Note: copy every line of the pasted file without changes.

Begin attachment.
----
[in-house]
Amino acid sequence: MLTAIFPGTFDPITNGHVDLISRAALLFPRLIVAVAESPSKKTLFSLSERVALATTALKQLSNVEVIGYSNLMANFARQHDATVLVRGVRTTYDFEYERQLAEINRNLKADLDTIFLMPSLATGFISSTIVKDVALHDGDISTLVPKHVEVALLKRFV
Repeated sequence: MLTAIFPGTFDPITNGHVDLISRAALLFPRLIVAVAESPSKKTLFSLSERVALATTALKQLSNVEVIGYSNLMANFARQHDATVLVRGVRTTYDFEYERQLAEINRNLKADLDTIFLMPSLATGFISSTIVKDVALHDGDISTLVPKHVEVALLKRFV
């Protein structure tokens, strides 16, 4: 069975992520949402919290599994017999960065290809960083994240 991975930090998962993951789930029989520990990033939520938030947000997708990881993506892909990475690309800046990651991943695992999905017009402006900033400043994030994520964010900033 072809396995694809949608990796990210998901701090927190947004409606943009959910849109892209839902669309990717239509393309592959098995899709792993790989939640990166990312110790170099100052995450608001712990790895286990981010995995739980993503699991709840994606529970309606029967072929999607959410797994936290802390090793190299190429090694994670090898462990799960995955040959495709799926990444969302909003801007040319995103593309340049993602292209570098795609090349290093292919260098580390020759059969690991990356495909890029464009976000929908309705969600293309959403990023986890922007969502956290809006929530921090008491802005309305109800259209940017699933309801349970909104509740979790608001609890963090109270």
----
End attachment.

[in-house]
Amino acid sequence: MLTAIFPGTFDPITNGHVDLISRAALLFPRLIVAVAESPSKKTLFSLSERVALATTALKQLSNVEVIGYSNLMANFARQHDATVLVRGVRTTYDFEYERQLAEINRNLKADLDTIFLMPSLATGFISSTIVKDVALHDGDISTLVPKHVEVALLKRFV
Repeated sequence: MLTAIFPGTFDPITNGHVDLISRAALLFPRLIVAVAESPSKKTLFSLSERVALATTALKQLSNVEVIGYSNLMANFARQHDATVLVRGVRTTYDFEYERQLAEINRNLKADLDTIFLMPSLATGFISSTIVKDVALHDGDISTLVPKHVEVALLKRFV
């Protein structure tokens, strides 16, 4: 069975992520949402919290599994017999960065290809960083994240 991975930090998962993951789930029989520990990033939520938030947000997708990881993506892909990475690309800046990651991943695992999905017009402006900033400043994030994520964010900033 072809396995694809949608990796990210998901701090927190947004409606943009959910849109892209839902669309990717239509393309592959098995899709792993790989939640990166990312110790170099100052995450608001712990790895286990981010995995739980993503699991709840994606529970309606029967072929999607959410797994936290802390090793190299190429090694994670090898462990799960995955040959495709799926990444969302909003801007040319995103593309340049993602292209570098795609090349290093292919260098580390020759059969690991990356495909890029464009976000929908309705969600293309959403990023986890922007969502956290809006929530921090008491802005309305109800259209940017699933309801349970909104509740979790608001609890963090109270």